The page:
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Type: Journal article
Title: Diversity, distribution and taxonomy of the Australian agathidine genera Camptothlipsis Enderlein, Lytopylus Foerster and Therophilus Wesmael (Hymenoptera: Braconidae: Agathidinae)
Author: Stevens, N.
Austin, A.
Jennings, J.
Citation: Zootaxa, 2011; 23(2887):1-49
Publisher: Magnolia Press
Issue Date: 2011
ISSN: 1175-5326
Statement of
Nicholas B. Stevens, Andrew D. Austin and John T. Jennings
Abstract: The braconid subfamily Agathidinae is a large group of koinobiont endoparasitic wasps of lepidopteran larvae. Until recently, three of the 10 agathidine genera that occur in Australia, Camptothlipsis Enderlein, Lytopylus Foerster and Therophilus Wesmael, were treated as synonyms of Bassus F. s.l. Of these three genera, Therophilus is the most speciose and widely distributed in Australia, and is one of only two agathidine genera whose members are associated with a putative mimicry complex of braconid wasps and other insects comprising species that have a distinctive black, red-orange and white colour pattern. Australian species, previously considered under Bassus s.l., have received little attention since their original description nearly 90 years ago and, not surprisingly, this earlier work is insufficient for reliable species identification. The present study updates the taxonomy of the described species, presents a more thorough assessment of intraspecific variation, and provides a key for species of Therophilus. Four new species are described that support morphological and molecular phylogenetic studies on the Australian fauna: Camptothlipsis oliveri Stevens n. sp., representing the first described species for this genus in Australia, and Therophilus aalvikorum Stevens n. sp., T. mishae Stevens n. sp., and T. stephensae Stevens n. sp., whose descriptions also extend the morphological limits of Therophilus in Australia. In addition, the introduced Lytopylus rufipes (Nees von Esenbeck) is redescribed, this species representing the only member of the genus known from Australia. Significantly, two species of Therophilus, T. unimaculatus (Turner) and T. rugosus (Turner), are important parasitoids of the native Australian lepidopterans Etiella behrii Zeller (Pyralidae) and Epiphyas postvittana (Walker) (Tortricidae) that have become significant pests in southern and eastern Australia, as well as in several other countries.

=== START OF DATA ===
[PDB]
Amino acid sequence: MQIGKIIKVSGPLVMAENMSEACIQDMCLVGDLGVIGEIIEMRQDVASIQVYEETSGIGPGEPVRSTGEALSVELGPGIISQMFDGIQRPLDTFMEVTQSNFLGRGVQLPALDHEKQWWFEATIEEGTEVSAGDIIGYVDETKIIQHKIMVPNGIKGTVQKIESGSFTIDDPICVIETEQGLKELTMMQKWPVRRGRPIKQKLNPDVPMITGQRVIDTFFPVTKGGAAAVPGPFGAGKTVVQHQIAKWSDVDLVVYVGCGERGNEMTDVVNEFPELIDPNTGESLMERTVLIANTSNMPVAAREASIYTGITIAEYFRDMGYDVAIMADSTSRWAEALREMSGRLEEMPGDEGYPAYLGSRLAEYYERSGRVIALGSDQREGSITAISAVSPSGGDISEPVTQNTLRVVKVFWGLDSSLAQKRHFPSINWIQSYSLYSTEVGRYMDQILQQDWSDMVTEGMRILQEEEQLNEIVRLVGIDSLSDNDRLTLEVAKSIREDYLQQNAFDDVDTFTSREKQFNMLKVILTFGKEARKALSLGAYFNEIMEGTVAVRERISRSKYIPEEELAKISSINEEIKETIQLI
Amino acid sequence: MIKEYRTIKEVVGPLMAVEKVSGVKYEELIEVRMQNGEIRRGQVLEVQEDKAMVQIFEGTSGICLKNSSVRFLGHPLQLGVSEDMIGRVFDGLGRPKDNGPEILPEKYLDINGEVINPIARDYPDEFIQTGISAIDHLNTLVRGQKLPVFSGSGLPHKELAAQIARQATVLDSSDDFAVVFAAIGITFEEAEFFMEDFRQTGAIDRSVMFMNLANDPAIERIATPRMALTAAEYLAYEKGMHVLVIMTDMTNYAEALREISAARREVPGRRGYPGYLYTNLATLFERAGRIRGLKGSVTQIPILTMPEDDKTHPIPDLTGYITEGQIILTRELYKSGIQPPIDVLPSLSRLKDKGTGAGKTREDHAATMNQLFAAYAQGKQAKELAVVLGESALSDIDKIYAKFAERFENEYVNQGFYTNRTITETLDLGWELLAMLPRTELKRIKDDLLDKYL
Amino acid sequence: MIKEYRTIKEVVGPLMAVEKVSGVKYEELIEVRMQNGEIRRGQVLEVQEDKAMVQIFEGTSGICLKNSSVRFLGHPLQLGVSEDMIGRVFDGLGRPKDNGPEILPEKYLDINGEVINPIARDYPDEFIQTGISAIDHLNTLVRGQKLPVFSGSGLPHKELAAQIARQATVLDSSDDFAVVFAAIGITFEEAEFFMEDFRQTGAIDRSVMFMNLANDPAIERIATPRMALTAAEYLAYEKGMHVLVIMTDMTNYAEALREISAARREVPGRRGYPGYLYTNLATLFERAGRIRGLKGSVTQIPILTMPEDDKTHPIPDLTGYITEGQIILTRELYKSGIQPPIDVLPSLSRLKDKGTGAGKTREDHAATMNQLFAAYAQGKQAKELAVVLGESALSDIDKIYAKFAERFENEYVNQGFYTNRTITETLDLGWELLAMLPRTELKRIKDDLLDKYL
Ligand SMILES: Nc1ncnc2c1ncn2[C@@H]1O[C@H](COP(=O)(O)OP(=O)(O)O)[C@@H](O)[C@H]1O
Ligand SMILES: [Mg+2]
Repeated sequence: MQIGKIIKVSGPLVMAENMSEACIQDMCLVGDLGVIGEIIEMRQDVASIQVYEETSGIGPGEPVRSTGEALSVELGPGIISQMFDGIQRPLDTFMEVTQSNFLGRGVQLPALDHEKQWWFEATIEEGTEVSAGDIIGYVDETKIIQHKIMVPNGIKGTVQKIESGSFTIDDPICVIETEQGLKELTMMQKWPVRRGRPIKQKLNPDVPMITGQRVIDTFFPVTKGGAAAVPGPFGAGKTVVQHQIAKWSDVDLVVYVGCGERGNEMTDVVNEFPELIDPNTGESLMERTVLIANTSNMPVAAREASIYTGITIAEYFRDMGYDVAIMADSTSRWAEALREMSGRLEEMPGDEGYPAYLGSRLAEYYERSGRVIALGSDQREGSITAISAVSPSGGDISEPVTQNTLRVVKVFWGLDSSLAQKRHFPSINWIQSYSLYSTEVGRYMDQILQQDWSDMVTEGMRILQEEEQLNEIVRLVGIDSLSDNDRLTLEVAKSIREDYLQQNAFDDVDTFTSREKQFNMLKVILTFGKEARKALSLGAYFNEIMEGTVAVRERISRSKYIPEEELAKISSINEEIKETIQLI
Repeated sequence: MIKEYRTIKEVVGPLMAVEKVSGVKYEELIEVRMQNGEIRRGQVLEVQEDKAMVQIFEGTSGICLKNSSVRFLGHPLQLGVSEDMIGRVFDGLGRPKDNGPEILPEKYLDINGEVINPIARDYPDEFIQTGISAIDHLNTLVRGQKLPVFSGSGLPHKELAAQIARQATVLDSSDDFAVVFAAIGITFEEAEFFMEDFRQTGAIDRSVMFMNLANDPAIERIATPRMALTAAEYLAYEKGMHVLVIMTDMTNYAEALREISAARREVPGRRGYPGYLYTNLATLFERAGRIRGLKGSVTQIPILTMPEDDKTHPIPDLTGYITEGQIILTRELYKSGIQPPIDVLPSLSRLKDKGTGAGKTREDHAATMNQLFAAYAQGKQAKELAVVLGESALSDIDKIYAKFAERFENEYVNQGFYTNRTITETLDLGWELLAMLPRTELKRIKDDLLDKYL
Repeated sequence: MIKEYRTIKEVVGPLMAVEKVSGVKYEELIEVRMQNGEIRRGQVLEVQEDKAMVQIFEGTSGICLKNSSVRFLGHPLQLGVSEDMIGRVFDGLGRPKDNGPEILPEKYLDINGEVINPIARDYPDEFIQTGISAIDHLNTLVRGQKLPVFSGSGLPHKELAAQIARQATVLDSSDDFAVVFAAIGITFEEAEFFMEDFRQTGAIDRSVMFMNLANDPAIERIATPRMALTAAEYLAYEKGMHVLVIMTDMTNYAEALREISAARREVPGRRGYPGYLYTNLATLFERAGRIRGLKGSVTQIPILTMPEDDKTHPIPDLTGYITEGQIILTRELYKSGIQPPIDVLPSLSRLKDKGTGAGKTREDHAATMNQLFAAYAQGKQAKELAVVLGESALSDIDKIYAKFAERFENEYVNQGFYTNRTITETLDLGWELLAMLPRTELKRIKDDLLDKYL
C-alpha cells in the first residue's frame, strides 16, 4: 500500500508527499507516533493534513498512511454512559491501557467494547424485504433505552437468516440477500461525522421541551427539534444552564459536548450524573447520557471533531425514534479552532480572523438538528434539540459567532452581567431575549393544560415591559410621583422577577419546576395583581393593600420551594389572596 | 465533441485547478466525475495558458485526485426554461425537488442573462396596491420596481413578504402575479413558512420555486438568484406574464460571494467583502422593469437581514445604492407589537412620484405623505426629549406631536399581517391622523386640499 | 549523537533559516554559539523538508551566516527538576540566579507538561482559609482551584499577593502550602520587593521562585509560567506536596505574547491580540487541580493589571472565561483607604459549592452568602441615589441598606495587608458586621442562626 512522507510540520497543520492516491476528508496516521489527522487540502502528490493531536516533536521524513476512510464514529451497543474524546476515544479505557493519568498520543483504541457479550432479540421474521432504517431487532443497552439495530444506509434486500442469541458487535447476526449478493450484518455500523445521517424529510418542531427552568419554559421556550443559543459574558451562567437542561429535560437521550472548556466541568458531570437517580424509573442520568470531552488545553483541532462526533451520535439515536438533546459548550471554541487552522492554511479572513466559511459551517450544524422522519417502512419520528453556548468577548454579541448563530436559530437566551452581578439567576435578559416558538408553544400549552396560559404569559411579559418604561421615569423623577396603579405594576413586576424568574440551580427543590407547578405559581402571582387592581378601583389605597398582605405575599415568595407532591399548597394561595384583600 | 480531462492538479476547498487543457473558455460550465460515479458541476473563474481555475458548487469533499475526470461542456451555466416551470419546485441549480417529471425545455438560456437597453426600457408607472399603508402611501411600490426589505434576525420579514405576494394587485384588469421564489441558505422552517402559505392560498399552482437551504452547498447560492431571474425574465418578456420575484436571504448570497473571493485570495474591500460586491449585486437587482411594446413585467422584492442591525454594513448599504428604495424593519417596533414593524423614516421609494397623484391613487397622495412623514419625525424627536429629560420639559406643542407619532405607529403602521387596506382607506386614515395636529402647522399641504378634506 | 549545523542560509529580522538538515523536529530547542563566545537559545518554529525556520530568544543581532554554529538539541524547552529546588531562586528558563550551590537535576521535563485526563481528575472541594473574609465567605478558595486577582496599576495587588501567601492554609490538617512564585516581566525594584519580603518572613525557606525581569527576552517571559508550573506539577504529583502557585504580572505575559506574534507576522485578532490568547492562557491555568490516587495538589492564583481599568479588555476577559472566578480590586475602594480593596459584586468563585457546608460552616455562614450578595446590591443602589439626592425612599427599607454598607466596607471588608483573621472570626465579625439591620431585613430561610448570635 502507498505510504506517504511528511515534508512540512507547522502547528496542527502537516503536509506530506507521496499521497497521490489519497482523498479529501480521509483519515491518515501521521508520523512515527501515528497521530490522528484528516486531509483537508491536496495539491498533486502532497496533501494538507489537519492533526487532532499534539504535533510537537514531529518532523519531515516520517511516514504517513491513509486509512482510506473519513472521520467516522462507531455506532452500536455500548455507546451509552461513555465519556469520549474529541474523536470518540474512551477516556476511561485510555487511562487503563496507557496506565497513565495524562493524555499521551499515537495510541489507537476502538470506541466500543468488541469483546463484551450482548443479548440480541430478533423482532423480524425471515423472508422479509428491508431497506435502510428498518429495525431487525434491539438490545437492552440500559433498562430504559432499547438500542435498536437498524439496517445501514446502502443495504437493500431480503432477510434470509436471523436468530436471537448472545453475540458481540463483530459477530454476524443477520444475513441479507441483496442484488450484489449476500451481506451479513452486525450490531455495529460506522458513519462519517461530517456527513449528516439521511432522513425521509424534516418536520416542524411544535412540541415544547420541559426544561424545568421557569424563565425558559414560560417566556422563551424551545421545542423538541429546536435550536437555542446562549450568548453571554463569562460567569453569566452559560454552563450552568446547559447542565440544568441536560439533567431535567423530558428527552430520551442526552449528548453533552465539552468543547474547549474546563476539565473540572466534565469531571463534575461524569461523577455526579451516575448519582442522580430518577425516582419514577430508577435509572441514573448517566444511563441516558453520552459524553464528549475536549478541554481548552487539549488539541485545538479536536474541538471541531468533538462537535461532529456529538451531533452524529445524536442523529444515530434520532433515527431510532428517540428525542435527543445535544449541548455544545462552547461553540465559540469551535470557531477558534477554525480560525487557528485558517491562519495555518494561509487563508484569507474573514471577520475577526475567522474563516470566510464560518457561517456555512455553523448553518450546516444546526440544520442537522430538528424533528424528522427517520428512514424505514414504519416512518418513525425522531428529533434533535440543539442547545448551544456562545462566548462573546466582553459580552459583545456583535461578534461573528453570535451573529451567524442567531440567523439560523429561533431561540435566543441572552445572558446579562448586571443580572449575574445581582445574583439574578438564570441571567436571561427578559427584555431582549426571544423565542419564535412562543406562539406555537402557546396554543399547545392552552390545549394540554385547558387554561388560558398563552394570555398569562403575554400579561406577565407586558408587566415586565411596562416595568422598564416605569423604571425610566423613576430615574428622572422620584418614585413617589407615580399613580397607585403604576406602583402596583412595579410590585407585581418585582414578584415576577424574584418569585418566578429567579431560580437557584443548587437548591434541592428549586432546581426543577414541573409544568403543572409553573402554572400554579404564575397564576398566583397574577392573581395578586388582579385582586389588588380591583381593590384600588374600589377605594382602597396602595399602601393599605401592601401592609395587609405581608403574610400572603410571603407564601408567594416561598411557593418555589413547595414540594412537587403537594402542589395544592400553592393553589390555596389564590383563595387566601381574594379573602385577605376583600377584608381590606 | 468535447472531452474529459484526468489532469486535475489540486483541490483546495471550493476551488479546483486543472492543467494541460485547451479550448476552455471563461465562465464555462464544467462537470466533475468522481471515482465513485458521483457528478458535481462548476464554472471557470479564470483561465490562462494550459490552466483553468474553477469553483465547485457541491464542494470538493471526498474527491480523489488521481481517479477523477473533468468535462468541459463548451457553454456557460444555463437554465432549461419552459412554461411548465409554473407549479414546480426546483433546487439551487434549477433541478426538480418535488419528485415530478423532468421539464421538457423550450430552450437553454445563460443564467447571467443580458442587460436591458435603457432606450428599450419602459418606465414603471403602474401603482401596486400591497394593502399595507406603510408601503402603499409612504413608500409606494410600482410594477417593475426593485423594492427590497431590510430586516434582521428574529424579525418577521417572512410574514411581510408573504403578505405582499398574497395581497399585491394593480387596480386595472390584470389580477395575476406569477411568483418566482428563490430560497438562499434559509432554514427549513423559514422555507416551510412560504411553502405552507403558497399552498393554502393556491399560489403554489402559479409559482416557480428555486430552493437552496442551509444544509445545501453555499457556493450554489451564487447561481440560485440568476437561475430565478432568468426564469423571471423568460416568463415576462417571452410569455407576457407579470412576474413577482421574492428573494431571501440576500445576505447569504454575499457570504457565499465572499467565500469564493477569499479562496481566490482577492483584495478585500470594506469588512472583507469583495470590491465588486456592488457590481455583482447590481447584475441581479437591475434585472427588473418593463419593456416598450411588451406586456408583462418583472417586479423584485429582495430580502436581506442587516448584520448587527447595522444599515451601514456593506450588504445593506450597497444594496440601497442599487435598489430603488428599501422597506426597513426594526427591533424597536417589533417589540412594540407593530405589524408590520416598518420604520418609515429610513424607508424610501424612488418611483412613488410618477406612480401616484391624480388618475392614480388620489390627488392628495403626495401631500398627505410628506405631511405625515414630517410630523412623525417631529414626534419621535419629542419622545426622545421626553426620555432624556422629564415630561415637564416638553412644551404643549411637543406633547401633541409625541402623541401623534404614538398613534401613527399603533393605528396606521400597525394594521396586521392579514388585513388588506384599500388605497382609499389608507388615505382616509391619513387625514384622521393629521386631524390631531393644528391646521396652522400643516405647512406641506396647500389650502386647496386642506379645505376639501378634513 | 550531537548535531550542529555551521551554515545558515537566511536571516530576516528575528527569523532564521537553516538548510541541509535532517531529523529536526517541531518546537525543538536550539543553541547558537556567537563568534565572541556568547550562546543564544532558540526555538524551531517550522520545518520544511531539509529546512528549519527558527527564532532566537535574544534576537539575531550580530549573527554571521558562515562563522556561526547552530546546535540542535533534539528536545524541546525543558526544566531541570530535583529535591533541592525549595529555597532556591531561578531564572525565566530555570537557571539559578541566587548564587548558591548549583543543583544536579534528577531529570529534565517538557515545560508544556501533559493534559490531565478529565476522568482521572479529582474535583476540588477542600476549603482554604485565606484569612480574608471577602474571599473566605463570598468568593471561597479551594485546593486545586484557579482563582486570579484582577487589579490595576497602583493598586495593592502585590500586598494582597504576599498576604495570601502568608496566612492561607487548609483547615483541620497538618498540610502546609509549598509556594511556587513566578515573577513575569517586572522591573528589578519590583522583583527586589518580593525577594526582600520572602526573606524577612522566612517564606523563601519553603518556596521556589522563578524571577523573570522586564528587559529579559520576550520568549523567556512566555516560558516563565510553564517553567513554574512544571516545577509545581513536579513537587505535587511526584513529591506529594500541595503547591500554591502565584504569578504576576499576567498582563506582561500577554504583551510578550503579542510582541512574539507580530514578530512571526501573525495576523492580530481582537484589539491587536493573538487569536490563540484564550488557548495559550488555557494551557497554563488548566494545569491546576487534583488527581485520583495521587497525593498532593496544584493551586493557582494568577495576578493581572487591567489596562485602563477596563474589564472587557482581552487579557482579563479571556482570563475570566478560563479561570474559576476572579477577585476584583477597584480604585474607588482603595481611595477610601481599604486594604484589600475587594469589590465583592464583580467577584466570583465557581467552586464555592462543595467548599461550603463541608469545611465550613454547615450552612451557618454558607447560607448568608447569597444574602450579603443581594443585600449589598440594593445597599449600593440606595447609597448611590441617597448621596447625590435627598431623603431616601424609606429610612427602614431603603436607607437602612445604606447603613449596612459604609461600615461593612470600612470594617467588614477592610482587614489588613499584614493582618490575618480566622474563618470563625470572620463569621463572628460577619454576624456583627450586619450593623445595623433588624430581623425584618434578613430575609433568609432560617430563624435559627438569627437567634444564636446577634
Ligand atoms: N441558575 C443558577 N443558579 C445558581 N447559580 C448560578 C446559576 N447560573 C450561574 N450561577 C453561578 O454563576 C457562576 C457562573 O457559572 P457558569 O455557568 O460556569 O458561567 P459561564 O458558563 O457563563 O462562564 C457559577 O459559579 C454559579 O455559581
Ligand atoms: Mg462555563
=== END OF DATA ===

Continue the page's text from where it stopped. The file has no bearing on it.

Keywords: Endoparasitoid; lepidopteran hosts; mimicry; Epiphyas postvittana; Etiella behrii
Rights: Copyright © 2011 Magnolia Press
RMID: 0020109438
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Appears in Collections:Earth and Environmental Sciences publications
Environment Institute Leaders publications
Environment Institute publications

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